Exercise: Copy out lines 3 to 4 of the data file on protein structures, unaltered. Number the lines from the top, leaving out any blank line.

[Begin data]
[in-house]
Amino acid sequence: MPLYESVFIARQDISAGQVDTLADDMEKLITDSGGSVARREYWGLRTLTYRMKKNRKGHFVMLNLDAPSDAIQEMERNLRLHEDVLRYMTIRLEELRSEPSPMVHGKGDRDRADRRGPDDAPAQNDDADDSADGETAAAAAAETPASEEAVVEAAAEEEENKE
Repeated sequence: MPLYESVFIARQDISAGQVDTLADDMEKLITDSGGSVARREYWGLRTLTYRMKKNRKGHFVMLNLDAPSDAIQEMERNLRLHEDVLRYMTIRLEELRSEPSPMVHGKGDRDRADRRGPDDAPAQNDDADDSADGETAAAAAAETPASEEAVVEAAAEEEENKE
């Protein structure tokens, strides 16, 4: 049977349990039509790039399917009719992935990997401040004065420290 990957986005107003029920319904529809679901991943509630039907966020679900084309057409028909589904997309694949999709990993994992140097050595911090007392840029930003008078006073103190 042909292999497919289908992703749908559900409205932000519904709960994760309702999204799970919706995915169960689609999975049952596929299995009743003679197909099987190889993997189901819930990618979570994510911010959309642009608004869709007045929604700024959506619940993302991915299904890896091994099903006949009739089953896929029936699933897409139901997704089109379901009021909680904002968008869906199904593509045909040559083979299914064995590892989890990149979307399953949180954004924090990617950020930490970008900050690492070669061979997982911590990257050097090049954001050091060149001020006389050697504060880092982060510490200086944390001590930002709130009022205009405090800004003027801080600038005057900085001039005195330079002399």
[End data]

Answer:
Repeated sequence: MPLYESVFIARQDISAGQVDTLADDMEKLITDSGGSVARREYWGLRTLTYRMKKNRKGHFVMLNLDAPSDAIQEMERNLRLHEDVLRYMTIRLEELRSEPSPMVHGKGDRDRADRRGPDDAPAQNDDADDSADGETAAAAAAETPASEEAVVEAAAEEEENKE
């Protein structure tokens, strides 16, 4: 049977349990039509790039399917009719992935990997401040004065420290 990957986005107003029920319904529809679901991943509630039907966020679900084309057409028909589904997309694949999709990993994992140097050595911090007392840029930003008078006073103190 042909292999497919289908992703749908559900409205932000519904709960994760309702999204799970919706995915169960689609999975049952596929299995009743003679197909099987190889993997189901819930990618979570994510911010959309642009608004869709007045929604700024959506619940993302991915299904890896091994099903006949009739089953896929029936699933897409139901997704089109379901009021909680904002968008869906199904593509045909040559083979299914064995590892989890990149979307399953949180954004924090990617950020930490970008900050690492070669061979997982911590990257050097090049954001050091060149001020006389050697504060880092982060510490200086944390001590930002709130009022205009405090800004003027801080600038005057900085001039005195330079002399």